This is going to be at least one piece of paper, as the System-8 has tons of available presets.  In reality, though, you can only load 64 on any of its voices (i.e. System-8, Jupiter-8, Juno-106, JX-3P) at a time, so thatís a list of 256 presets.  You can tailor this using the associated librarians in your DAW, so that you always have the 64 most useful presets you want.  Iíve done this exact thing for my System-1.  So far I donít feel the need to do it for the System-8, but I can if necessary.

Consider Buying a Good ďControllerĒ And Using Mobile Apps In Order To Save Money

    This point by Craig Adams might work if you have the right hardware.  And he's right to a point: this might be $300 versus $1,500 for the System-8.
    One caveat is mobile apps are still infantile, at least for Android.  For about $400 I can buy a used System-1 or $300 for a used SH-01A that will do more and better.  The price of a new System-1 is currently around $500. It's up to you.
    I would also say here that I do not support cheap "pad MP3s" in church.  Not only are you robbing someone of the opportunity to serve God, you're sacrificing flexibility and variety.  I wish those companies no harm, but if I might give my own opinion, I prefer hardware, knobs, and people, not MP3s.  As well, you canít just leave drone pads going in the majority of songs youíre going to play.
    Not to judge software synthesizers, but itís not uncommon to see worship leaders on social media complain that their Apple / Windows / Ableton needed to do an update right before service.  The System-8 doesnít have this problem.  And even if I had to restore the entire System-8 settings (say I did a Synthwave gig at a coffee shop the night before and had to load back all my church patches), the System-8 can accomplish this faster than any software or operating system can.

Give Your Guitarist/Pianist a Break From Underscoring Once In A While

    Craig Adams here is talking about using the synthesizer for background stuff.  I agree, and synthesizers with pads are probably the very best instrument for this purpose.  A simple twist of the LPF CUTOFF knob on my System-8 and I can do lots of very beautiful ambient stuff.  Not every church uses their keyboards for this, so your mileage may vary.  The System-8 is very well suited for this.

Remember the Role Of The Synthesizer In A Band Is Almost Always Supportive

    This is true to a point, but recent albums from Hillsong like Zion and Glorious Ruins may make Craig Adams' words here sound slightly outdated.
    I would agree that synthesizers are often supportive, and that this depends on the church.  But some (Hillsong-like) churches like a lot of synthesizer.  But often the transition from supportive to lead can be as simple as adjusting the LPF CUTOFF knob on my System-8.  Or, if I've mapped the filter to the mod lever, a slight bump.  So, it depends.
    Your mileage may vary.

If You Are Using Standard Sounds Like Piano, Electric Piano, or Organ Most of the Time, Then A Keyboard with Those Sounds Built In Might Serve You Best

    I agree, and the System-8 comes with all of these sounds.  It comes with 9 piano sounds, at least 3 electric piano, and 9 organ sounds.  And that's only a text search: plenty more are on the System-8 that are not named "Piano", etc.  I have written about the Plug-Outs separately here.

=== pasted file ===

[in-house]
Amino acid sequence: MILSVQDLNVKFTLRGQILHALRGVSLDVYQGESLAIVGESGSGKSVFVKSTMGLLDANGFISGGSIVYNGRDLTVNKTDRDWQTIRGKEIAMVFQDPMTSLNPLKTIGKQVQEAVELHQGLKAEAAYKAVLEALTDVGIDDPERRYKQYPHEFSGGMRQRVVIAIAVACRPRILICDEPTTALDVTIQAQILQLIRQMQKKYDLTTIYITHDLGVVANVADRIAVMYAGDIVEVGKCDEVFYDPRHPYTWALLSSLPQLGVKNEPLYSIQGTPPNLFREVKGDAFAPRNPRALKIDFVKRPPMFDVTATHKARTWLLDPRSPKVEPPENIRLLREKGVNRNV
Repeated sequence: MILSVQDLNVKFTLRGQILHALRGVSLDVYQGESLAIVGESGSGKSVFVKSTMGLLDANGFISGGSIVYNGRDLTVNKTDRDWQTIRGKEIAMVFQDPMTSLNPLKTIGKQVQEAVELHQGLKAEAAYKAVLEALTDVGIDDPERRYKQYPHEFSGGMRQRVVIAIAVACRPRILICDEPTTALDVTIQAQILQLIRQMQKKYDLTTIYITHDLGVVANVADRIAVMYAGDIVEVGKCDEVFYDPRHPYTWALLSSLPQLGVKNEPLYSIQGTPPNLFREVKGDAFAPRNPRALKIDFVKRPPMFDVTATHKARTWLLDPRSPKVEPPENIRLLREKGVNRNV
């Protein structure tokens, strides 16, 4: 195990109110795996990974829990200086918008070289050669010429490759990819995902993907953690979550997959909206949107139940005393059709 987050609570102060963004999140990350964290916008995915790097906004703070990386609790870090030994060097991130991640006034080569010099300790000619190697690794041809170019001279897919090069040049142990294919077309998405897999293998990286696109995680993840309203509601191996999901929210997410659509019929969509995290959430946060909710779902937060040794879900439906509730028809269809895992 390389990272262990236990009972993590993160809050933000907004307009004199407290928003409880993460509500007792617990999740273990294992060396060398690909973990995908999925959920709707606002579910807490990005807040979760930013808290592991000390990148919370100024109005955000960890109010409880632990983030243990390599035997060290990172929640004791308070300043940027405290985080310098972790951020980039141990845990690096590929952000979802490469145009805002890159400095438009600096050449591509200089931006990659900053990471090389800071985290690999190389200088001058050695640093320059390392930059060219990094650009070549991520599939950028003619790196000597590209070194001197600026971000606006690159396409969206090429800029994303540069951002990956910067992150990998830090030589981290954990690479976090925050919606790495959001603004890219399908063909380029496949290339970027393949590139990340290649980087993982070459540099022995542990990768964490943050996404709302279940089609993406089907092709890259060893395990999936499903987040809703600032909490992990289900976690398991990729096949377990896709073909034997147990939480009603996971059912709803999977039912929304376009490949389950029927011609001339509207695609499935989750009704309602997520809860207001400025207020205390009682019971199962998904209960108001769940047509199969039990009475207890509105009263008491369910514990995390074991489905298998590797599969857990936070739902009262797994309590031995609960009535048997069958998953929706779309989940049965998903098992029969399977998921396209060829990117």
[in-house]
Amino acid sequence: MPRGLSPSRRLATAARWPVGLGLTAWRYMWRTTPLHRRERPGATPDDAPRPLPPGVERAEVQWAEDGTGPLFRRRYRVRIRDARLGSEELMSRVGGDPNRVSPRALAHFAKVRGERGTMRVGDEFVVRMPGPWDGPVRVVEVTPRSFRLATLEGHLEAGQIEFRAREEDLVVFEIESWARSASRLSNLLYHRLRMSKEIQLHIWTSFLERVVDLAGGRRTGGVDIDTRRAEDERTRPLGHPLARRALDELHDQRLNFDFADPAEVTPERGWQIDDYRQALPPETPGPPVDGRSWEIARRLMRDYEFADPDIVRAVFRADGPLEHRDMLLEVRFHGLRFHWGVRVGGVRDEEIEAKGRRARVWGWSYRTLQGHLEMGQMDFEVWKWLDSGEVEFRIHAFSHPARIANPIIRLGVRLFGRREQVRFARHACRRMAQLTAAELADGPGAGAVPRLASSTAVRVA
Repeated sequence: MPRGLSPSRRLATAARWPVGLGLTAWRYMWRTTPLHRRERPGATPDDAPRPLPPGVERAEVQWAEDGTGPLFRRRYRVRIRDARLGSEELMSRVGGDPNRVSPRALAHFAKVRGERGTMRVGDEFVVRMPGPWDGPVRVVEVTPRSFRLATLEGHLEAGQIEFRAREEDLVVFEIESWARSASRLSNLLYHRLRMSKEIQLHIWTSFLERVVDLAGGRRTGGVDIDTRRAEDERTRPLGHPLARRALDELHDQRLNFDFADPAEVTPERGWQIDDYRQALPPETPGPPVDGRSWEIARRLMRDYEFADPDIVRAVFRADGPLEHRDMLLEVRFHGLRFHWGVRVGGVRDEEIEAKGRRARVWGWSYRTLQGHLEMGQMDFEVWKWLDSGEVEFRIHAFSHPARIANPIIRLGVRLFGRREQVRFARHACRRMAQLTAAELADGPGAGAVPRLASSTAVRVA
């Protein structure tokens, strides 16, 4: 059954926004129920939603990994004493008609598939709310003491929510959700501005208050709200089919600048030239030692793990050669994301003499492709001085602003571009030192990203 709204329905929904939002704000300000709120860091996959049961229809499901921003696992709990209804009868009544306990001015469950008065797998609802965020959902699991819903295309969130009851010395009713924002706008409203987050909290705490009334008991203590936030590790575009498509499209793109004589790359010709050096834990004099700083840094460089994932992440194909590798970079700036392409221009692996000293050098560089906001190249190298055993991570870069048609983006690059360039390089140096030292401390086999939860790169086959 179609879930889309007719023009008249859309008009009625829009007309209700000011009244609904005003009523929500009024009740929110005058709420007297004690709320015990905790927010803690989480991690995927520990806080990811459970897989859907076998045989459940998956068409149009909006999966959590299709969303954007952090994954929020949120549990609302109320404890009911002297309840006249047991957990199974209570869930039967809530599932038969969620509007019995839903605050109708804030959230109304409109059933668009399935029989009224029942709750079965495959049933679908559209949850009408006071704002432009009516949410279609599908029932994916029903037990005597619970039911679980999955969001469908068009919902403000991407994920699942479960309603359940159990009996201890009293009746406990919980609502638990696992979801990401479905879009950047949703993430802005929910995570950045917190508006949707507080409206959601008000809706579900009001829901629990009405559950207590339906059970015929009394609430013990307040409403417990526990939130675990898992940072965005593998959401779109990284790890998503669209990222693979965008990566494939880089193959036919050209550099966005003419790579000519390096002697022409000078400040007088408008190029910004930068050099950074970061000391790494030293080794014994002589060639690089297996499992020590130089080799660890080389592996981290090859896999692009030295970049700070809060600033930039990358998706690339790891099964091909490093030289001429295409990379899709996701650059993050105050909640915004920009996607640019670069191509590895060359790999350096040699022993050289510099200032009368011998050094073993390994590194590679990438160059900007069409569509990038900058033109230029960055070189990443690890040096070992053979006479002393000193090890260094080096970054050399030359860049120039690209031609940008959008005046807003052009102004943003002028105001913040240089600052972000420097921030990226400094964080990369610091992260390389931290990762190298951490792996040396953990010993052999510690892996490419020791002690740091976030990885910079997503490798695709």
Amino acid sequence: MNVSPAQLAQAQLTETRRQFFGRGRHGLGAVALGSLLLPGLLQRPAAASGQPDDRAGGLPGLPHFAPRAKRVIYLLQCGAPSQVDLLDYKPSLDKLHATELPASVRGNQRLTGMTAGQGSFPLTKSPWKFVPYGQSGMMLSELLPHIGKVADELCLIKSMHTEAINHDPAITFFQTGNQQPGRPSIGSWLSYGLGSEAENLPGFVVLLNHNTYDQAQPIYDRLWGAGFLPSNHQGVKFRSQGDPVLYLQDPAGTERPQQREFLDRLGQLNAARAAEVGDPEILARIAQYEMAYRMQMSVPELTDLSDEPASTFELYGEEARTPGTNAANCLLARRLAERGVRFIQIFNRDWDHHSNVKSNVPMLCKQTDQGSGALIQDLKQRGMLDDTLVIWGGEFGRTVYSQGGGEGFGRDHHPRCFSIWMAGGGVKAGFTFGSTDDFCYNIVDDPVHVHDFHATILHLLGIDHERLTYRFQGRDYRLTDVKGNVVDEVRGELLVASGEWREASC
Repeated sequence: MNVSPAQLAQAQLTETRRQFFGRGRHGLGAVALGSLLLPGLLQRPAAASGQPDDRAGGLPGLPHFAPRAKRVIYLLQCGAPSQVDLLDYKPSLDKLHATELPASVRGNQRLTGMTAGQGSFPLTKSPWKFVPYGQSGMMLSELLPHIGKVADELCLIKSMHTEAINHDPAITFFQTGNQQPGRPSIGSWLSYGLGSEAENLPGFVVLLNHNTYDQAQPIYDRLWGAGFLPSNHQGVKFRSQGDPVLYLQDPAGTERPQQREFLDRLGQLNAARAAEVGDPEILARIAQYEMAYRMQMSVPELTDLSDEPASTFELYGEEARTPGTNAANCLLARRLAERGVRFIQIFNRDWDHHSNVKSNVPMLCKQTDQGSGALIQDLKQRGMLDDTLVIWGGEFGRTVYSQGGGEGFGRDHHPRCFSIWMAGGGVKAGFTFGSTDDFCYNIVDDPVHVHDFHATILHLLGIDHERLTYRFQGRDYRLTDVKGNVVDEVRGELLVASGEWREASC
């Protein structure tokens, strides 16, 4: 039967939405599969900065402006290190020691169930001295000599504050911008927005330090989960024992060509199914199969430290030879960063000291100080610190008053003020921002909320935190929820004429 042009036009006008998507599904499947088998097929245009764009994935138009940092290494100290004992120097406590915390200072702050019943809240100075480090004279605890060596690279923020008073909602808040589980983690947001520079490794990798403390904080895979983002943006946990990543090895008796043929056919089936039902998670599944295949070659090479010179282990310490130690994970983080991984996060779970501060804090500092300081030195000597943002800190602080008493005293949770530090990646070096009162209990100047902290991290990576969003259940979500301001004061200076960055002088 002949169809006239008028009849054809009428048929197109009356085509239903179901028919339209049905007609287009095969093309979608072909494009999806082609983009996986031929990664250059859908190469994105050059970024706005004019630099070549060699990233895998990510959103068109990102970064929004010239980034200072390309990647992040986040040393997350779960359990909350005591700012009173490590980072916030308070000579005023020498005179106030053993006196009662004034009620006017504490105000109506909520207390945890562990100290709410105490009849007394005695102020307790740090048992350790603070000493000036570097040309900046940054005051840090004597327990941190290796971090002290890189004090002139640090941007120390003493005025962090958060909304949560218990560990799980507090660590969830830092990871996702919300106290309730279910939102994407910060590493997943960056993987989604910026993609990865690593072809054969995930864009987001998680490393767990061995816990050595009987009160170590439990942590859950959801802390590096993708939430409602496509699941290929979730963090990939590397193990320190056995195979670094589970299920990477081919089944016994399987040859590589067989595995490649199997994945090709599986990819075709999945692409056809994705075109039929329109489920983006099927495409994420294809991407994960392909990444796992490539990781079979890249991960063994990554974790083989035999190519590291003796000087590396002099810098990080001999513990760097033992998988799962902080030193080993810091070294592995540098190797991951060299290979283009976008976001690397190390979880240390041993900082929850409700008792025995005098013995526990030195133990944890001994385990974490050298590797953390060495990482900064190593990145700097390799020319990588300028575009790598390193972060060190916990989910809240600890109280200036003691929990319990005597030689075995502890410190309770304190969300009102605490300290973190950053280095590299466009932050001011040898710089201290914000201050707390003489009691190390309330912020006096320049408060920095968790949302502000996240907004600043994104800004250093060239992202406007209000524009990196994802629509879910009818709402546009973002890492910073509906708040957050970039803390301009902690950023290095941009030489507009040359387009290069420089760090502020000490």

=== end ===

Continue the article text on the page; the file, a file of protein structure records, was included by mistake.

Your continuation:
What Type Of Gear (If Any) Do I Already Own?

    I think this point by Keith Duell is not very true, because he claims that if you already have a laptop, software synthesizers should be cheaper.  This might seem to be true at first glance.  But are you willing to bring your personal laptop to church?  What if you drop it?  Does your church already own one and all the software that requires?  How old is your laptop?  Do you have around $1,000 to spend on a dedicated system?  What if you accidentally leave your laptop at church?  What if someone messes with or steals your laptop?  (I saw a post on a Worship Leader group on Facebook where someone did exactly that.)  And what happens 3 years from now when Windows needs an update, a new version of Ableton comes out, and/or your laptop canít keep up and needs replacement?  The hidden costs of software synthesis can actually become quite dramatic when you consider software upgrades and hardware replacement.
    In contrast, Rolandís products (and other manufacturers) have the reputation of lasting for decades.  That money you spend on a System-8 is probably going to last a very long time.

How many keys? 49, 61, or 88?

    In my experience, 49 keys is plenty for church.  The System-8 has 49 keys.  I guess if you absolutely ďneedĒ more, you can plug a MIDI controller into it.  Or simply press the Octave Up button.
    Iíd like to provide a story that demonstrates why four octaves can be enough.  This Christmas music service, I was using the System-8 for strings, and finding that I had to go up an octave (which meant I couldnít play some of the lower register string condensation) to hit some of the very high string drones for a couple more ďorchestralĒ songs we had on our set list.  Notes with many ledger lines, mind you: far above the treble clef.  My music minister made the decision to have me take these drones down an octave because he felt they were too high.  So ultimately, I ended up playing everything within four octaves.  I only say this for your benefit: you might not need more than four octaves in practice.

Will You Be Traveling?

    Roland has made a backpack-type case for the System-8.  And given the System-8ís easy 13 pounds of weight, travel is very possible.  But the System-8 will not run on batteries, unfortunately, so those who want ultra-convenient traveling on batteries may be better served using one of the Roland Boutique lines, which are smaller and battery-powered.

Staying Within Your Budget And Saving

    The Roland System-8 costs roughly $1,500 right now.  But for what you get, in terms of presets and Plug-Outs of vintage synthesizers, it's a bargain.  And if you know what stores to call on the phone, you might be able to get it for less than this $1,500 list price.  I bought mine brand new for less than list price.

Does It Feel Right?

    The keyboard on the System-8 is pretty good.  I really canít complain.  Itís not weighted like a piano, but it feels very good nonetheless.
    Our piano player recently borrowed my System-8 and didnít have a problem with how it feels.


    So in my opinion, the Roland System-8 is a good synthesizer for church that should serve you well.  It may not work for everyone, but it works very well for me.